Where do you go when you feel scared, confused, and lonely after a life-altering diagnosis? For many people, the answer is…online. In WH’s 2021 Owning It series, you’ll meet nine self-starters who used social media and digital tools to seek solutions and community they couldn’t find elsewhere. Barriers, medication zoloft broken.
I was diagnosed with a rare, nonmalignant brain tumor called a colloid cyst in 2010 in the ER. I got a five-minute consult with a neurologist and a five-minute consult with a neurosurgeon, and was told I would get further appointments to get an MRI and go over everything in more detail. So I walked out the door of the emergency room with all of these questions percolating in my mind, and I went online immediately after I came home—but there was limited information there as well. Within a day or two, though, I actually found a Facebook support group that was specifically for the type of brain tumor I had. I joined the group immediately.
My husband and I have an amazing relationship, and he has experience in a lot of things, but not in having a brain tumor. When you suddenly have all of these different questions going through your mind in the middle of the night after a life-altering diagnosis, you want to get insight from people who have also been in this situation. To be able to chat with people who had the same kind of brain tumor I had, from all over the world, at the drop of a hat, was tremendous.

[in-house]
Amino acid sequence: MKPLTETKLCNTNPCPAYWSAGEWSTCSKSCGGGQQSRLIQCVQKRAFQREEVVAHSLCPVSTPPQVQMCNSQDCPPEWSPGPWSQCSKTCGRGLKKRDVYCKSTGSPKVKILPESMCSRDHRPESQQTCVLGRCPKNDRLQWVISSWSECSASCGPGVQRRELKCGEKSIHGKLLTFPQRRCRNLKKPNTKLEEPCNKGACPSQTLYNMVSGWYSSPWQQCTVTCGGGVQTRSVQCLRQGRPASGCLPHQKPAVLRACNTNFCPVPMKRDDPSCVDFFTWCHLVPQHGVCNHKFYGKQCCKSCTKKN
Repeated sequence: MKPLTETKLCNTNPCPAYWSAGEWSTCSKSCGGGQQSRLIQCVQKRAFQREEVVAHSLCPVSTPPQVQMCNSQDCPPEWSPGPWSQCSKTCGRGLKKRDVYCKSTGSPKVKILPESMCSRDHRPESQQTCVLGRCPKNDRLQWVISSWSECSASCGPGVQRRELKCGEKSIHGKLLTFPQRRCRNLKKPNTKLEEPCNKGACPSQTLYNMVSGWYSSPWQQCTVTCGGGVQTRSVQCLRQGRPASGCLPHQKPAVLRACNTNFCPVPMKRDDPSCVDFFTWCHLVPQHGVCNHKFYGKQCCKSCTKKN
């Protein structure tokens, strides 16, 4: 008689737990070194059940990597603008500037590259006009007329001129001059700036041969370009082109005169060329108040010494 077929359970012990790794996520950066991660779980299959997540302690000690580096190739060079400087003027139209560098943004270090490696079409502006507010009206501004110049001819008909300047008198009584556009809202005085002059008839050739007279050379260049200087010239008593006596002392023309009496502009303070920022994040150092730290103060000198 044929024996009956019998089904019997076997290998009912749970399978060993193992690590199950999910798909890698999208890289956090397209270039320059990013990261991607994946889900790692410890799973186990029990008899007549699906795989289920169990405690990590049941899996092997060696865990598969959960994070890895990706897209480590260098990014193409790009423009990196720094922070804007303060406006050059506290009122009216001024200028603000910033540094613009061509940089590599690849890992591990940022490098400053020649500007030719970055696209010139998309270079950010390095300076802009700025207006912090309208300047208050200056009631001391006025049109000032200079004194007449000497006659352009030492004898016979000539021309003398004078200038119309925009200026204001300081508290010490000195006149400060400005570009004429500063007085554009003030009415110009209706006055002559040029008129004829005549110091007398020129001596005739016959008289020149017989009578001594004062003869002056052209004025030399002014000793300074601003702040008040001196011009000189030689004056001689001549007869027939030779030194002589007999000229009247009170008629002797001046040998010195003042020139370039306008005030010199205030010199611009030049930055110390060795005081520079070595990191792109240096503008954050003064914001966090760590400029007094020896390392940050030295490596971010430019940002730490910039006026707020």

I was active in that support group throughout my diagnosis and before and after my brain surgery to remove the tumor eight and a half years ago due to its growth. (Today, I don’t have to get more MRIs unless I have a resurgence of symptoms. I do still have issues with short-term and long-term memory loss and cognitive processing.)
After my surgery, I was really struggling with my recovery—sleeping up to 16 hours a day, posting notes all over the house due to short-term memory loss—and I was quite interested to find out from the people in the support group who had had surgery how they were feeling afterward. I reached out to the group to see if anyone would be interested in doing a quick survey on SurveyMonkey about their symptoms and quality of life with and without surgery.
I took the information to my neurosurgeon at Johns Hopkins, and together we redid the survey, which suggested that patients who had their colloid cysts removed had improved quality of life and less headache disability than the ones who didn’t, and it was published in a peer-reviewed journal. The participants were so excited to get more information and more knowledge about a rare condition out there, for themselves as patients and caregivers, but also to their neurologists and neurosurgeons. That’s the power of connection through online support groups.
I also wrote a book after my brain surgery—my journal—and joined Twitter as I was launching it. I found that brain tumor advocates were incredibly active on Twitter. I started to realize that my brain tumor support group had helped me through my personal journey, but I could do something with this personal journey. Now I work with health care systems and authorities as a consultant in patient experience.
This article appears in the March 2021 issue of Women’s Health. Become a WH Stronger member for a print subscription and more great perks now.
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